The Origin of Titanic
The RMS Titanic was built by White Star line, a competitor to another shipbuilding company, Cunard. In 1907, Cunard made major waves by building the Lusitania and the Mauretania, which set speed records crossing the Atlantic. In order to compete, White Star Line decided to build several large vessels known for their comfort instead of their speed, the Olympic, the Titanic and the Britannic.
When Titanic was built, she was the largest moving human-made object in the world. She had many new features, including remotely sealable compartments, which led to her being refered to as "unsinkable."
The Titanic was completed in 1912 at a cost of $7.5 million. She was built in Belfast, Ireland (which is now known as Northern Ireland). It took more than two years to build the huge vessel. The ship was 882 feet (270 meters) long, or more than four city blocks, and more than 92 feet (28 m) in height. She weighed an incredible 46,000 tons. The luxurious liner was the ship of dreams, to sail the atlantic in luxoury and comfort. She was White Star Line's hope that this ship would put them ahead of their competition.
Her Maiden Voyage
The Titanic began her journey in Southampton, England, and then sailed to Cherbourg, France, and Queenstown, Ireland (now known as Cobh). She then went west toward New York on April 10, 1912. She was carrying a total of 1,316 passengers and 885 crew members. Her passengers were a mixture of wealthy individuals as well as immigrants from Ireland, Germany and other European countries.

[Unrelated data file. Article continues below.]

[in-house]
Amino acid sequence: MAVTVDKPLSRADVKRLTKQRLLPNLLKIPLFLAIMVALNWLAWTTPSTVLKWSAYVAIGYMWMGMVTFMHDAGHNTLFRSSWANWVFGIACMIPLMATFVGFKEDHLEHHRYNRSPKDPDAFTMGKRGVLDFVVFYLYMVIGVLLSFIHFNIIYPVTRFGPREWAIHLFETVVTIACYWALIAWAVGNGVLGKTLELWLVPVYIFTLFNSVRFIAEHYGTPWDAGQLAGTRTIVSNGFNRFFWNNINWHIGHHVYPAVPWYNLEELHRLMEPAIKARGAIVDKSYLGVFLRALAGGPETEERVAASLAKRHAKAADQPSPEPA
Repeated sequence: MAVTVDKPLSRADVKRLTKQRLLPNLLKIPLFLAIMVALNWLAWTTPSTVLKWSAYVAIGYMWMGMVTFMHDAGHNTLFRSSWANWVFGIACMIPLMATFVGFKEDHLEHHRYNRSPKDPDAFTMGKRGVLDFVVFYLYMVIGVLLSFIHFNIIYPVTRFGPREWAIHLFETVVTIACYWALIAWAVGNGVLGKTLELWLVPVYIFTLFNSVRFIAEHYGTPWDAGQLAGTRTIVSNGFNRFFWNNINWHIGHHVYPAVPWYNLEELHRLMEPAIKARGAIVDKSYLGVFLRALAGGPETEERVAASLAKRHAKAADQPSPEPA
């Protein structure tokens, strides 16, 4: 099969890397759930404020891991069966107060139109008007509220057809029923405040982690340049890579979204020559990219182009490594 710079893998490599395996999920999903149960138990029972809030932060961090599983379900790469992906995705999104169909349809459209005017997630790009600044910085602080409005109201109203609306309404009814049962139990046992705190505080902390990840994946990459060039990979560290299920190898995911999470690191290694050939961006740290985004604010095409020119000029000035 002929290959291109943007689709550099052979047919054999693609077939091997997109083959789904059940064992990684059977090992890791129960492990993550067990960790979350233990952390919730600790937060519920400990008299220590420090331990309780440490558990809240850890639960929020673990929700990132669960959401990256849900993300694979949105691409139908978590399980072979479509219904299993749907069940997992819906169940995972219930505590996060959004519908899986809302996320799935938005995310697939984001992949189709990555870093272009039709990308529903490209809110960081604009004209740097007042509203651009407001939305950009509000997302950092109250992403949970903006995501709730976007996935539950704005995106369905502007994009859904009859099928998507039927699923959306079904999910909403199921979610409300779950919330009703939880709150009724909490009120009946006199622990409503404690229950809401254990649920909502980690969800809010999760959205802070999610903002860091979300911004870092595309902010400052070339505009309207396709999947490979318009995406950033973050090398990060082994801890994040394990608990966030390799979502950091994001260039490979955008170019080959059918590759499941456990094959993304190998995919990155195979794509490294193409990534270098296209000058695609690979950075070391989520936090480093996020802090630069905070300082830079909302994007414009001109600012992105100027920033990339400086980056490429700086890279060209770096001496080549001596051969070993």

On April 14, a nearby ship, the Californian, sent a warning message at 10:55 p.m.: "Ice report: We are stopped and surrounded by ice." Unfortunately the captain of the Titanic, Edward Smith, and First Officer William Murdoch did not heed these warnings, steaming ahead near full-speed. It was common during that time for captains to continue at full speed until they detected a problem requiring them to slow down in order to make it to their destination in a timely manner. No one could have forseen that following procedure would unltimately lead them to their demise.
The Sinking of Titanic
At 11:40 p.m. ship's time, watchmen aboard the ship spotted an iceberg. The ship made a sudden turn to the left, causing it to sideswipe the iceberg. The ice punched holes in the starboard (or right side) of the ship, tearing a nearly 300-foot (90 m) gash in her metal plating, which caused her to quickly began filling with water. Six of the ship's 16 water-tight compartments flooded with water, which was enough to cause her to begin to sink, at which point the water had flowed to the top of the supposed water tight compartments. This caused her other compartments to also begin filling with water. Modern estimates suggest that the ship could have possibly limped to shore with only four breached compartments. But the gash in her side was too much, and her six flooded compartments caused her to lose buoyancy in order to remain afloat. Titanic took almost three hours to sink, which was longer than her engineer had given her — when he heard that six compartments were leaking, he predicted it would only stay afloat for 1 to 1.5 hours. She was quite a strong ship for the era she was built in.